Guarding Space in Our Lives

“I have discovered that when my life and my heart get too crowded, there is not enough room for God.”

Exactly! The devotional I am reading really hit the nail on the head. Regardless of the calling that God has placed on your life (teacher, pastor, missionary, plumber) we need to guard the space in our lives that is meant for God. Personally, I struggle with balance. You?

Balancing stones









An unbalanced life is too crowded for God. It is so easy to relegate our spirituality to religious activity when all He really wants is to spend time with us. He wants to wipe away every tear. God longs to share every hurt and celebrate every victory. The Father yearns to wrap His strong arms around us, bringing the peace and balance we so desperately need. (The Simple Things, Mary Southerland)

We can find that balance when we prioritize and seek God first. He’ll enable us to sort out the rest. Begin, and end, with our Father.

Last Tuesday Was #givingtuesday, but it’s Not Too Late !

Last Tuesday was #givingtuesday, but it’s not too late to start supporting!

If you would like to partner with our ministry, consider making a one-time or monthly donation through

  • or

We are so grateful for everyone who supports us in sharing the Gospel with the peoples of Ecuador, from the jungle to the mountains. ❤️

#missions #romans1014 #give #soallmayknow #outreach #ecuador

Why wait for Giving Tuesday? 

Now is a great time to give.
Why wait for Giving Tuesday?

We’ve attended our last Ecuadorian church service, we’re cleaning out the pantry and fridge, doing laundry and packing. Leaving is hard even though we are excited about coming “home” for 6 months. We leave Paute on Wednesday to head over the Andes to the airport in Quito.

Please pray for our family that we will be sensitive to the Holy Spirit and have God’s protection spiritually, emotionally, mentally and physically.

If you feel led to contribute to our airfare and transportation here’s a link to make it fast and easy (We know it’s a busy time of year!)

It’s time for a furlough.


It’s time for a furlough.

Now that we’ve set a date, we’re excited to share that we are returning for a 6 month furlough on December 1, 2017.  This will give our family a time to decompress, refresh, and refuel for the future. We’re are looking forward to reconnecting with family and friends.  Can’t wait to see you!

We’re leaving Ecuador on December 1st! 
Please pray for a safe and uneventful flight and re-entry.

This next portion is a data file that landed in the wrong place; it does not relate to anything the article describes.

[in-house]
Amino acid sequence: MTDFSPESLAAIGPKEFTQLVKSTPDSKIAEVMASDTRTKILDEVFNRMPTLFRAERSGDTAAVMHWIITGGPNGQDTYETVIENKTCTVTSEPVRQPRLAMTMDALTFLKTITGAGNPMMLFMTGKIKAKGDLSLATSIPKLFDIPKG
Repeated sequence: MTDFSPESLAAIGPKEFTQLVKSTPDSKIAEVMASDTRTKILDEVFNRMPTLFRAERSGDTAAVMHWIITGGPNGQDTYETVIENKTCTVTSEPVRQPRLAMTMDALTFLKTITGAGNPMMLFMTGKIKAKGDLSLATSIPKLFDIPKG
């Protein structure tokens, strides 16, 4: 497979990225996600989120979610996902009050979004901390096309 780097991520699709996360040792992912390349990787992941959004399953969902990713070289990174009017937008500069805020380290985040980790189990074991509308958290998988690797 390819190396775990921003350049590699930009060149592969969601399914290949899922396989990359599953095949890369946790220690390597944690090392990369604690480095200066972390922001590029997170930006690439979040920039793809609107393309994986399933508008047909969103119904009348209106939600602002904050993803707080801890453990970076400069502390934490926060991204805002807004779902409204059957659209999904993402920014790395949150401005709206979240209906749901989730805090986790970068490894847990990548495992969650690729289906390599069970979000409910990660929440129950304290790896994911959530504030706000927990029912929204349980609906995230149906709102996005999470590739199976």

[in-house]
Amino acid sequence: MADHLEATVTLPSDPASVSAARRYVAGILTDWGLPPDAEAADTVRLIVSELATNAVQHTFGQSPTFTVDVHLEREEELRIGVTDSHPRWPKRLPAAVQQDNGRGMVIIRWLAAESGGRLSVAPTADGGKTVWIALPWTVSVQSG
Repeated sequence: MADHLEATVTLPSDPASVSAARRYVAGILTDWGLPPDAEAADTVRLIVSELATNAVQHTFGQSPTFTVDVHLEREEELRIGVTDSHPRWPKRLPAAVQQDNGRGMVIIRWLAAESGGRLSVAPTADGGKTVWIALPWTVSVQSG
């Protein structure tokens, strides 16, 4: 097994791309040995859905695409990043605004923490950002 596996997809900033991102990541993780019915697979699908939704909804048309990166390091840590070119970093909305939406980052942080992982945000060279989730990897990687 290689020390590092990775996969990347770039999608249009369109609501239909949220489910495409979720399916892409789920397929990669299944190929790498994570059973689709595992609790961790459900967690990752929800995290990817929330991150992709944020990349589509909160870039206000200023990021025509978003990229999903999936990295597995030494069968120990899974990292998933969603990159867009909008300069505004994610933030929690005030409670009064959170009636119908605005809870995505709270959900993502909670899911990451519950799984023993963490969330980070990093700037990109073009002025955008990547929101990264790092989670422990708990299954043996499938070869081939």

We need transportation that seats 6.  Do you know of a great deal?  

You can continue to partner with us.

We’ve already been blessed with places to stay during this time, and we are so grateful.
What else can you help with?
  • Prayers for our family.  Being in full time ministry on foreign soil can be tough.
  • Prayers for our future.  We will be prayerfully considering serving in foreign missions for 6 months and serving in-country (USA) missions 6 months.  More on this as we have definite answers.
  • Prayers for our children.  Ranging in age from 17 years to 18 months, the needs vary greatly.  Everyone adjusting to another culture, missing their old home and making friends is up at the top of the list.  Madeline starting university is another big one.
  • Transportation.  Finding an automobile(s) that is suitable for 6 people, luggage and is road worthy to cover the southeastern states is our goal.  Yep, that’s what we are looking for!
  • Continued support.  If you have been praying (we know you have!) and/or supporting us financially, know that we still need that support.  Our expenses in the US are higher than in Ecuador and sometimes furlough is more stressful than ministry overseas.
Time and time again, God uses His people (you) to provide for our needs.  Thank you.

Thank you.

We know that you are an essential component in our ministry.  Your prayers, encouragement, support and feedback are critical.  Thank you for being part of the body that allows us to serve as HIS hands and feet.

Studebaker and Escoba Families in Misahualli, Ecuador. The Studebaker family serves as full time missionaries in Ecuador, South America, working with people groups from the Napo River in the Amazon Rain Forest to the Andes Mountains.



There Is Still Work to Be Done

“Who knows the story of Daniel in the lions’ den?”
No one. Just like last week, and the week before that.
So I open the book and I read.
We admire the illustrations and answer questions at the end. We make crafts and memorize a Bible verse. We play games and eat snacks. We sing songs and pray.
These are our Thursday afternoons. Months have gone by and every story we tell is new to these children. David and Goliath. Jonah and the whale. All of them.
Physically, more than a few come to the program with rumbling tummies.
But spiritually? They are starving.
They do not know Jesus.
They cannot fathom a love so deep, a joy so abundant, a hope so certain.
Not until they meet Him.
So we continue in our endeavors to introduce them to Christ.
How then shall they call on Him in whom they have not believed? And how shall they believe in Him of whom they have not heard? And how shall they hear without a preacher? And how shall they preach unless they are sent? As it is written: How beautiful are the feet of those who preach the gospel of peace, who bring glad tidings of good things!” Romans 10:14-15
After five years, there is still work to be done.
Five years of outreach, bible studies, and late-night conversations about Jesus. Five years of prayer and struggle and triumph. Five years in the ministry, and it’s still growing.